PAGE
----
Now that both the interior and exterior were looking good, it was time to tackle the mechanical issues. This is usually the first place we start, but he wanted to know for sure what he was working with before he dived in. I’ll let him tell you about getting this Beetle running: I installed a brand new old style rubber cased type 404 battery to give me good cranking ability, but before I started, I realised that the fuel had been in the tank since 1981 and was 29 years old so used a pump and some tubing suck all the old fuel out – about 8 litres or so, leaving the tank empty and dry.

Beetle's old fuel

Here is some of the fuel I sucked out – It looked and smelt just like Ronseal varnish! Grim…. Still burns pretty well though…

A quick look inside the tank with a light confirmed that one of the jobs for the near future will be to remove the tank and flush it out as there was a fair bit of debris in there at the bottom, but I guess that’s normal. Anyway, got the trusty gerry can out and put about 10 litres of fresh fuel with additive in there so I know I had fresh fuel. Fuel wasn’t getting through to the fuel pump so I’ve either got a blockage in the line or there is a problem with the fuel reserve tap etc, etc. I’ll investigate this at a later date once I know the motor is back to health. I disconnected the fuel unions in the engine bay and tried to blow through to the tank without luck, so tried to pump a little fuel back through the system which highlighted a fuel leak in the flexi pipe above the gearbox, so on the basis that this will be old, perished and in need of replacement, I cut it off where it exits the engine bay and connected it directly to the gerry can, plugging the tank end before hand.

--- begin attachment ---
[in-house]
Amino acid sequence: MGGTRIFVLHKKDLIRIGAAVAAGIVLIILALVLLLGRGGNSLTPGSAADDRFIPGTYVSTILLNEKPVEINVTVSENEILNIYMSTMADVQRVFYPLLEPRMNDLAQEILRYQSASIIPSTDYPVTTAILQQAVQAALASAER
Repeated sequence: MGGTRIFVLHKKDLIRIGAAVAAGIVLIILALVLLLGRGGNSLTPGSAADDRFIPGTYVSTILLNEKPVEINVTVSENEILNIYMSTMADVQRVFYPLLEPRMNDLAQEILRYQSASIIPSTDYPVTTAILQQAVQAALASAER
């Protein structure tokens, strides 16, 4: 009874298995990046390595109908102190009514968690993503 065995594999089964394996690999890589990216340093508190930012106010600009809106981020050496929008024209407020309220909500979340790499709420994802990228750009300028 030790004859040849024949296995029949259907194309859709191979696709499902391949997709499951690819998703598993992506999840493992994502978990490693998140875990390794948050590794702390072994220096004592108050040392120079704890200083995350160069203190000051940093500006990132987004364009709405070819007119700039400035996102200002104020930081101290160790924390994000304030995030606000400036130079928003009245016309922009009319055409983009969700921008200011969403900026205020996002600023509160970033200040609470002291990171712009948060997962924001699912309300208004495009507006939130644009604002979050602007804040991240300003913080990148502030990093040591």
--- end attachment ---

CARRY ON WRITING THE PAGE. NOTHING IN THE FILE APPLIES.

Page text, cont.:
Seized Beetle Distributor